Strain on mental health services during the COVID-19 was exacerbated by the fact that, as one of the most unequal countries in the world, mental health spending and budget allocations across provinces have also always been unequal.
Mental health is thus more important now than ever!
Events such as WMHD remind us of the work that still needs to be done to encourage those affected to seek help, by developing public awareness and promoting mental health at all levels in society.
This year’s WMHD’s theme calls on global leaders to commit to ensuring that access to treatment for people with mental health disorders is accelerated and that treatment is made more readily available to all the populations. The pandemic has shown that global health systems are not well equipped to deal with emerging illnesses as well as the increasing need for mental health care arising from crisis.
SAFMH supports the call to governments across the globe – including our own – to act swiftly in making mental healthcare a priority and ensuring that it is accessible to everyone everywhere. The investment should not only be in monetary terms, but also through support for organisations that are committed to mental health and the empowerment of communities through awareness campaigns.
The Mental Health Series… What to expect?
Over the past few months, SAFMH has collaborated with UGMH to produce a concise South African mental health country profile, outlining an array of unique factors, trends and challenges that impact on mental health in the South African context. This profile is essential when talking about investment, and it is important that all South Africans learn more about and understand what the mental health landscape looks like in 2020.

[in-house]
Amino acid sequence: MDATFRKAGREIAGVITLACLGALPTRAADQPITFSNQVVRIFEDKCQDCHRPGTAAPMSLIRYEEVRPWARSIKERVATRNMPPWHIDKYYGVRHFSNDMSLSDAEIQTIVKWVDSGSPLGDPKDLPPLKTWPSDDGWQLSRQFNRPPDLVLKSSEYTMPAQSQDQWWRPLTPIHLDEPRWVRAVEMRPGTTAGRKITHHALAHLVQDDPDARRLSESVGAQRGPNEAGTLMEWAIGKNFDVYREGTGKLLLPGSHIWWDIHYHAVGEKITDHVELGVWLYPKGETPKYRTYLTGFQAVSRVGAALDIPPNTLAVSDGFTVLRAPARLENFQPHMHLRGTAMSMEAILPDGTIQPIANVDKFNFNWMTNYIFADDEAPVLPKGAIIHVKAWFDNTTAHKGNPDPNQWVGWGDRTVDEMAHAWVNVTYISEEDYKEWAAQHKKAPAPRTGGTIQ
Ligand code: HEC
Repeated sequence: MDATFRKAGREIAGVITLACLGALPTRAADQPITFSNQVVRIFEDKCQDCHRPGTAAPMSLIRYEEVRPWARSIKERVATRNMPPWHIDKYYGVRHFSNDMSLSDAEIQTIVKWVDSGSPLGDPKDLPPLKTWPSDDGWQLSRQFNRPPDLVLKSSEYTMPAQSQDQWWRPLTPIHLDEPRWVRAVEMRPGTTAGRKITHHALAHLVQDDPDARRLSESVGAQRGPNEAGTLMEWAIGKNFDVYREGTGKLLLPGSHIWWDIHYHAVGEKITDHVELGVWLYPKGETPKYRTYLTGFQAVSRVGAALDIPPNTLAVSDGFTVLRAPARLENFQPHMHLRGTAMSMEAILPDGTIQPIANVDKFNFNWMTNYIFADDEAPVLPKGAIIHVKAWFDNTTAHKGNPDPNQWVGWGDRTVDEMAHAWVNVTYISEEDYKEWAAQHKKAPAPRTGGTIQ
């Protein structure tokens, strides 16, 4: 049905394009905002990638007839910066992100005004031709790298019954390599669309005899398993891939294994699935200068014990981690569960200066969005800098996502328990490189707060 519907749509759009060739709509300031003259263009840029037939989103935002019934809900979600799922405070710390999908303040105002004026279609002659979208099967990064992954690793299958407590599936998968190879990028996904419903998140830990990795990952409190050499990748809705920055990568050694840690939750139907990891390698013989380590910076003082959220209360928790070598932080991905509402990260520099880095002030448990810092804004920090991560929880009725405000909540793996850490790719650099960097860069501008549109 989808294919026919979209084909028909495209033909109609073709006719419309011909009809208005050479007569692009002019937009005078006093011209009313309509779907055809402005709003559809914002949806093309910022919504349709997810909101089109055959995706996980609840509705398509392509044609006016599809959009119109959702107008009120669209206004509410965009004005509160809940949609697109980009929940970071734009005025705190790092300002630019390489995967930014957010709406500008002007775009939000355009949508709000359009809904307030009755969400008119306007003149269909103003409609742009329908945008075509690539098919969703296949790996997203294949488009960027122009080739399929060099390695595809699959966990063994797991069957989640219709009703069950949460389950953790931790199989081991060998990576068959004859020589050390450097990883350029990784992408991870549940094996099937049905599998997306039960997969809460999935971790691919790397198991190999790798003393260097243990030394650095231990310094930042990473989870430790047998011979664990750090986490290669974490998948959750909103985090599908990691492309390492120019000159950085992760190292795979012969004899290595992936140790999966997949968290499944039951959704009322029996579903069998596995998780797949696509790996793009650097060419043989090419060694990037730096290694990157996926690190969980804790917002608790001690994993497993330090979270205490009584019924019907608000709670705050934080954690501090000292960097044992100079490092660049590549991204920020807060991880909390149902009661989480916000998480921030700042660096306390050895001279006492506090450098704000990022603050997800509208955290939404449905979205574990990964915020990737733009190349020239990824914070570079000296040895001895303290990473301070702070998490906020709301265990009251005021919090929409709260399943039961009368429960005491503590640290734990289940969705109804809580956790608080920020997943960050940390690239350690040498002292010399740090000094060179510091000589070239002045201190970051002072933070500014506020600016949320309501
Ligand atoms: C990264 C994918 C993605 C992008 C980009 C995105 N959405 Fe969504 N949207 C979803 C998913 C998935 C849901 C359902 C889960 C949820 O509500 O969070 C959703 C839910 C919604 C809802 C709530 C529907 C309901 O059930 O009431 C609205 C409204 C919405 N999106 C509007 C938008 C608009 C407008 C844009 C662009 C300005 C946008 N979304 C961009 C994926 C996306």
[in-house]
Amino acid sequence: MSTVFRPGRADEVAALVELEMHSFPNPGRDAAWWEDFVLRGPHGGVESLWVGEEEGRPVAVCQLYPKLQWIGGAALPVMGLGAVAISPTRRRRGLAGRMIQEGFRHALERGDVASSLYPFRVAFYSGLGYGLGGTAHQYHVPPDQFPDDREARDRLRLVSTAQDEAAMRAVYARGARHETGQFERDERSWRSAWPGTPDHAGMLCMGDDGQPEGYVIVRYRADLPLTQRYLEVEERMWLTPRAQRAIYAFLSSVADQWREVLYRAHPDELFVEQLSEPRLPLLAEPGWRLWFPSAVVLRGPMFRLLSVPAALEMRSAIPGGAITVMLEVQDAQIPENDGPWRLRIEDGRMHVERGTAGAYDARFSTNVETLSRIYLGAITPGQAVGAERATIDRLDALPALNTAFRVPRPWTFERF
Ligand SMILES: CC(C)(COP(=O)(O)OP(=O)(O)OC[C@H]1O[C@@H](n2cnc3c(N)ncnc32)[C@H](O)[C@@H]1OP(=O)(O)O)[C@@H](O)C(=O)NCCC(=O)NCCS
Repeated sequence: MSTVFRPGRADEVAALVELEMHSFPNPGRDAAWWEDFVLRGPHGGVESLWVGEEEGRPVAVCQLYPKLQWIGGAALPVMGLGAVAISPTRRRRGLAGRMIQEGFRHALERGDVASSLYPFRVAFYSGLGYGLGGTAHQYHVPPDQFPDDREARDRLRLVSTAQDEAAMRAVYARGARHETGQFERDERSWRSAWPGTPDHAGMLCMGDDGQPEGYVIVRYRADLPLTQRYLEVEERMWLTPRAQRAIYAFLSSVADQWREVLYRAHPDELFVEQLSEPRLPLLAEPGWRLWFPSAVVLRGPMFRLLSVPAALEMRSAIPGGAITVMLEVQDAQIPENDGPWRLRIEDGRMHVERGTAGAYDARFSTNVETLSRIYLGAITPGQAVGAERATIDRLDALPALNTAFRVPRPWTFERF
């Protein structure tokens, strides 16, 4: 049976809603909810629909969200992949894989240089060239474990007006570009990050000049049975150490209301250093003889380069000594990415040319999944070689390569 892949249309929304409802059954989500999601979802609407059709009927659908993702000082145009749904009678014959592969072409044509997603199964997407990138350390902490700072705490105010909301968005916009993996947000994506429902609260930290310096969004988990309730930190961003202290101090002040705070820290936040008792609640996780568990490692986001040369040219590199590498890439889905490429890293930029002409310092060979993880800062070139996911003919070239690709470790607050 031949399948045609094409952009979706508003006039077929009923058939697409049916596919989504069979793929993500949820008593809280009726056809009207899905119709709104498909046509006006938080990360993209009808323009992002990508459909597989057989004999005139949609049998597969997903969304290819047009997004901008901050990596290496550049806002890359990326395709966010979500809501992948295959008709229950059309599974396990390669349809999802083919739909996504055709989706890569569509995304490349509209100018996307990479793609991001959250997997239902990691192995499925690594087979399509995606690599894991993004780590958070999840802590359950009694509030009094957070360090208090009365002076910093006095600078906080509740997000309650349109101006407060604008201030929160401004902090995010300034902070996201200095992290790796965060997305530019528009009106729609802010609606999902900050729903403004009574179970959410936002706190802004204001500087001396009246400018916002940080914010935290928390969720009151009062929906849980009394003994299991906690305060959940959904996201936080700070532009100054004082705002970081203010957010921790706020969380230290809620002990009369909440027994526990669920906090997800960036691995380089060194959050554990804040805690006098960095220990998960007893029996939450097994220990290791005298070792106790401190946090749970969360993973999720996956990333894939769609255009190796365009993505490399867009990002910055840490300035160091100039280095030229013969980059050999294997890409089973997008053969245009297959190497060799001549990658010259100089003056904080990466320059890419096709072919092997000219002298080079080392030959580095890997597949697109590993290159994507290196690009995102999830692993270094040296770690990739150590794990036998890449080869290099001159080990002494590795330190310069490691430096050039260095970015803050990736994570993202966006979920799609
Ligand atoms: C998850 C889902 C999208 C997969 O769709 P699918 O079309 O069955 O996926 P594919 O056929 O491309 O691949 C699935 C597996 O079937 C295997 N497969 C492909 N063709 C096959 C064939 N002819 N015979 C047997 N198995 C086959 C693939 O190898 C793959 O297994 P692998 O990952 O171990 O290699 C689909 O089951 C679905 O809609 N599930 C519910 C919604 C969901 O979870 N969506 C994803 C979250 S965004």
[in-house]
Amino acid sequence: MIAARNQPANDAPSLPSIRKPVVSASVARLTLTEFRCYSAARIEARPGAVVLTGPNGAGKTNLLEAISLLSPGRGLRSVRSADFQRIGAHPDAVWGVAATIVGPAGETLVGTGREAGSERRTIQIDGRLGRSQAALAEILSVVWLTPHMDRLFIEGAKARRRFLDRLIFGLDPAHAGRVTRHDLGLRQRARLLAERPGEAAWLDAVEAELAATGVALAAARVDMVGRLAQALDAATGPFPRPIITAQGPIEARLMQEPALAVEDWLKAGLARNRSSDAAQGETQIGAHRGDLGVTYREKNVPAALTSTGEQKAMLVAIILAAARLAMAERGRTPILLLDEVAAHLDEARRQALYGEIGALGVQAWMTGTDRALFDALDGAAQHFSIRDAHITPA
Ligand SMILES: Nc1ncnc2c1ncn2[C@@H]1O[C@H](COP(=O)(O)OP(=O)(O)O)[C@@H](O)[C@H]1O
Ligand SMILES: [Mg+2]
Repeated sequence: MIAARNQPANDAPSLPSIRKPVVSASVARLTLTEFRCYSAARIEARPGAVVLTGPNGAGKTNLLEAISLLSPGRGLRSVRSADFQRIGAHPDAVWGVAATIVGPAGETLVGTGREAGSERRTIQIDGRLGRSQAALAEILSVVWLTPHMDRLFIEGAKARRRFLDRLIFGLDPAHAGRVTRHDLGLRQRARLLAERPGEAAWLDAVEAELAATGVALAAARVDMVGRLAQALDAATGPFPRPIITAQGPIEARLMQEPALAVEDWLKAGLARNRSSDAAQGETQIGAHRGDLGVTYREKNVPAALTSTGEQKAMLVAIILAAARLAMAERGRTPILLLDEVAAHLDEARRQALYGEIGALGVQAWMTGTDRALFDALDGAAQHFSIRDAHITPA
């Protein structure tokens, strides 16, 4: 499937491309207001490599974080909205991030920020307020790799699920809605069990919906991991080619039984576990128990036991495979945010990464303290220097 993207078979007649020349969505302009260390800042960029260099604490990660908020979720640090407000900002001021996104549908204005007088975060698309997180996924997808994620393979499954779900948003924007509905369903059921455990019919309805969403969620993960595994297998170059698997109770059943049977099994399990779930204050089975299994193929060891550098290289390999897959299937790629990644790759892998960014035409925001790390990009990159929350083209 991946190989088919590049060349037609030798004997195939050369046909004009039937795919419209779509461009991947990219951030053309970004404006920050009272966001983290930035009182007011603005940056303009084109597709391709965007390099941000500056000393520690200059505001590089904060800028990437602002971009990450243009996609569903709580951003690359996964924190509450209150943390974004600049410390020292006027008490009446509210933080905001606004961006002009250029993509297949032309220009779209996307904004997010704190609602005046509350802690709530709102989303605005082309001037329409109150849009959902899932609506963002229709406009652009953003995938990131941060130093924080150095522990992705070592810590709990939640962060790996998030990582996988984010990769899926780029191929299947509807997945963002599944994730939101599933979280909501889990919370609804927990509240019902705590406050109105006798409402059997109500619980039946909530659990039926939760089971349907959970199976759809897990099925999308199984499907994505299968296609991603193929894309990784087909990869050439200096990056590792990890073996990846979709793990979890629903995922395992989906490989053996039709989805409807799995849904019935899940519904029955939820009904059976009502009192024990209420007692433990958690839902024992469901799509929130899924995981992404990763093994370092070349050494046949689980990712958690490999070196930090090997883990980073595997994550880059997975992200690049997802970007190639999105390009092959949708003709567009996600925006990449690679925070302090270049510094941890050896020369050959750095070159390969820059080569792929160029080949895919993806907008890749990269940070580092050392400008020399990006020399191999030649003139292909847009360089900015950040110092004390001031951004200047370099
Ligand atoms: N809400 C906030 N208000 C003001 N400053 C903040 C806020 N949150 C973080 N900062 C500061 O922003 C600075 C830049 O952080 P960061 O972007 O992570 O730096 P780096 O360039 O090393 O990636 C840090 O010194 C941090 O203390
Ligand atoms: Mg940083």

During October 2020, SAFMH will be publishing a mental health series, drawing on the information from the country profile and other literature developed by SAFMH for the October campaign, and thus further pledging its support to the theme of investment and to the Speak Your Mind campaign.
The series will be made up of eight instalments, published on the following dates:
- 6 October – overview of October theme and campaign [the one you are reading now!]
- 12th October – mental health and political factors
- 14th October – mental health and economic factors
- 16th October – mental health and social factors
- 20th October – mental health and technological factors
- 22nd October – mental health and legal factors
- 27th October – mental health and environmental factors
- 29th October – wrap up, summary and publishing of full country profile
The instalments will be made up of “bite-size” information pieces, and it is our hope that this information will assist with both a broader understanding of mental health among all South Africans AND with making the case as to why improved mental health investment is absolutely essential in this day and age.
So join us, follow us and engage with us during October. Let’s talk mental health. Let’s fight for more investment. And let’s make a difference.
* References available on request *